Your expertise helps clients make informed decisions based on their medical and financial needs. Representing more than one carrier, you have multiple policy options for them and help them navigate the complicated insurance maze.

One of the most overlooked strengths and opportunities of being an insurance agent is your existing book of business.

 

Weaknesses?

Be honest with yourself and identify the weaknesses faced by insurance agents. One of which is that being an independent insurance agent is a bit more costly than going the direct channel.

Although underwriting costs less, the delivery system is the leads efficient. There are infrastructure costs for sales and distribution that overlap and direct channel models’ discipline is not there.

Being expensive is not inherently wrong, though, only if you are competitive on price. However, this is a typical competition among insurance agencies and brokerages. This is why it is so important to find a way to add value to the insurance experience as it passes through human hands.

Another fundamental weakness is the lack of trust people seem to have with insurance agents – or any salespeople for that matter. This is why building trust with your prospects and clients is of vital importance. When you are selling something intangible, such as insurance, trust is the foundation of the relationship you are building with each client.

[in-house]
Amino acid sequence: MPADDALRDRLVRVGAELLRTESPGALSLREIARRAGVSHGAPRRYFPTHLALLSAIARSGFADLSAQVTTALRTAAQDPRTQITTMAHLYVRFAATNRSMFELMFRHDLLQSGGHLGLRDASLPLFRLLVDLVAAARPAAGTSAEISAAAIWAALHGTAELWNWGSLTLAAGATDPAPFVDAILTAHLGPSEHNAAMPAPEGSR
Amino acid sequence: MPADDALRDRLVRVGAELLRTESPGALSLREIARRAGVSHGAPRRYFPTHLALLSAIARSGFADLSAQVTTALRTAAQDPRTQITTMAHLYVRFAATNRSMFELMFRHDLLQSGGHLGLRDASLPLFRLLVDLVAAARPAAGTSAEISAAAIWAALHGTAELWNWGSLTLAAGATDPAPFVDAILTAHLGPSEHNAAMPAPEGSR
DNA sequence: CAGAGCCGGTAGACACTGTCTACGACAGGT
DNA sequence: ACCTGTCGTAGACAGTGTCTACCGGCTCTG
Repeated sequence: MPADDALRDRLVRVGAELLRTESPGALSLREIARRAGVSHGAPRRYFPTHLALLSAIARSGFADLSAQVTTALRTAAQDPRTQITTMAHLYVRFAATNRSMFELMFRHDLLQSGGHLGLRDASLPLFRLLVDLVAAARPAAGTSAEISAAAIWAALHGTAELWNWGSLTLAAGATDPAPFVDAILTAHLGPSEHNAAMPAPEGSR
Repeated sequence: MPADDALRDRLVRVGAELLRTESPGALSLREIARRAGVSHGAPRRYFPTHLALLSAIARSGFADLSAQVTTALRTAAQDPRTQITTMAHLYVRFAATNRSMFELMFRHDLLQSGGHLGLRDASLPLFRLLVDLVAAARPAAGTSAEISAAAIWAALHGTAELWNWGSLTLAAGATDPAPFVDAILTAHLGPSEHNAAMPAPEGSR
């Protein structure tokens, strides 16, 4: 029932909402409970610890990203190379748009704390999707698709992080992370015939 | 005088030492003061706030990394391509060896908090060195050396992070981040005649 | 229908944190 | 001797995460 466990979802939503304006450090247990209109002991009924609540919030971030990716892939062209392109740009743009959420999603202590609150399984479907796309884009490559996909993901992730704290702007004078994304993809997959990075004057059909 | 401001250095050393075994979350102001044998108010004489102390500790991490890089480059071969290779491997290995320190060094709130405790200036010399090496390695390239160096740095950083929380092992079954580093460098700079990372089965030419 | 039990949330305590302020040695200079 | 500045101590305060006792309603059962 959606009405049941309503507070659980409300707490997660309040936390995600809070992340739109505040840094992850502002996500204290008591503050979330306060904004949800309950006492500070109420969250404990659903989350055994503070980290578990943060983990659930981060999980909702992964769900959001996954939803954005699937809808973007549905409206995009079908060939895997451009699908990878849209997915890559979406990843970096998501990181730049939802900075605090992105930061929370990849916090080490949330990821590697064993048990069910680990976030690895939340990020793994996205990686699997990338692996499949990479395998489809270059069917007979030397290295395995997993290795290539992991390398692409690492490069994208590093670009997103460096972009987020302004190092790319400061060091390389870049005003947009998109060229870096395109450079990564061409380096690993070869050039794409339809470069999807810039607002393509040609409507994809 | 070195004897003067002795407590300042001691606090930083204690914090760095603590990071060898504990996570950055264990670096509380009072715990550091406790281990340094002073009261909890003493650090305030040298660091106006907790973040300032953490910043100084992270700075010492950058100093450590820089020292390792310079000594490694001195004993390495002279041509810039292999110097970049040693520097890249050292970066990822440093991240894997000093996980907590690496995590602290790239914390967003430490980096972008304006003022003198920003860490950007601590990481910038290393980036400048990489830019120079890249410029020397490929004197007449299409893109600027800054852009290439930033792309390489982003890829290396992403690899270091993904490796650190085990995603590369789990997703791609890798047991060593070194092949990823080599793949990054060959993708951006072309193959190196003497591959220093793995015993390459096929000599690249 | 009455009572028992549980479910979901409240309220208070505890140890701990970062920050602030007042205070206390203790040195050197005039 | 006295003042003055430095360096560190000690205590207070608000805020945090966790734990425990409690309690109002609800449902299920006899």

Great Opportunities

It is an excellent opportunity to share information with clients in the relationships you build with them. Ensure they are knowledgeable about their coverage, gaps in their coverage, and what they can do to fill those gaps. Many people are not actively aware of knowing if their coverage is “right for them” without prior knowledge. Building relationships with clients and taking advantage of the opportunities to provide clients with the information they need deepens your trust with them.

You can also further your integrity with your client base by attending community events, supporting local charities, and openly celebrating your team.

Prominent Threats

The rapidly changing nature of the insurance business is one of the biggest threats. There are large-scale digital competitors, and even the nature of risk is changing. With new technological advances, consumer behavior changes and disrupts common types of coverage people take for granted.

You can no longer expect the year-over-year behavior of the industry to be the same, and it is essential to have an excellent client-retention strategy on hand. It is now easier than ever to find and contact a new insurance agent, so you need to ensure you keep your insurance agency’s customer service top of the line.

Conclusion

While this is just a baseline for a S.W.O.T. Analysis for insurance agencies, it is crucial to fill out a much more personalized one catered to your insurance agency. Click here to download our S.W.O.T. Analysis template to fill out either digitally or in print. If you want more help strategizing for your insurance agency in the upcoming year, contact the professionals at Agent Pipeline at 800.962.4693.